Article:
- barbilla (feminine), mentón (masculine), pera (feminine) (Southern Cone/Cono Sur) [colloquial/familiar] to have a weak o receding chin no tener* barbilla double chin papada (feminine), doble barba (feminine) [colloquial/familiar] to keep one's chin up no perder* el ánimo chin up! [colloquial/familiar] ¡ánimo! [colloquial/familiar] to take it on the chin (American English/inglés norteamericano) sufrir las consecuencias, pagar* el pato [colloquial/familiar] it was the kids who took it on the chin fueron los niños los que sufrieron las consecuencias or [colloquial/familiar] pagaron el pato to take sth on the chin encajar bien un golpe (suffer stoically) (British English/inglés británico) aguantar algo con resignación she took their criticisms on the chin encajó bien las críticas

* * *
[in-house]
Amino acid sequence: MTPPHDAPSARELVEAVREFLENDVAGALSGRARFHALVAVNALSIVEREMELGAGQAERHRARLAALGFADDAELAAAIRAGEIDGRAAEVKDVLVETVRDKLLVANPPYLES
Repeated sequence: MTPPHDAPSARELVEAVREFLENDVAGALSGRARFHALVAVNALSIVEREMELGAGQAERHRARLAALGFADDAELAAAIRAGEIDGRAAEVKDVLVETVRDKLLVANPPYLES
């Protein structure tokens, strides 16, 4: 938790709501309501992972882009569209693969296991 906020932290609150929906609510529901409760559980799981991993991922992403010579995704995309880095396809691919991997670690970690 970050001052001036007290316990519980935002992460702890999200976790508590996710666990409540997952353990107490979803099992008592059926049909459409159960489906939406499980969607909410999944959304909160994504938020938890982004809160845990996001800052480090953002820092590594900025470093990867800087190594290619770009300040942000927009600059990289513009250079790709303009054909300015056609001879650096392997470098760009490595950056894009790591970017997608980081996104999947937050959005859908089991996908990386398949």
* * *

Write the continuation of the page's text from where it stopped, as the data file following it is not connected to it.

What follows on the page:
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Spain had three civil wars known as the guerras carlistas (1833-39, 1860, 1872-76). When Fernando VII died in 1833, he was succeeded not by his brother the Infante Don Carlos de Borbón, but by his daughter Isabel, under the regency of her mother María Cristina. This provoked a mainly northern-Spanish revolt, with local guerrillas pitted against the forces of the central government. The Carlist Wars were also a confrontation between conservative rural Catholic Spain, especially the Basque provinces and Aragón, led by the carlistas, and the progressive liberal urban middle classes allied with the army. Carlos died in 1855, but the carlistas, representing political and religious traditionalism, supported his descendants' claims until reconciliation in 1977 with King Juan Carlos.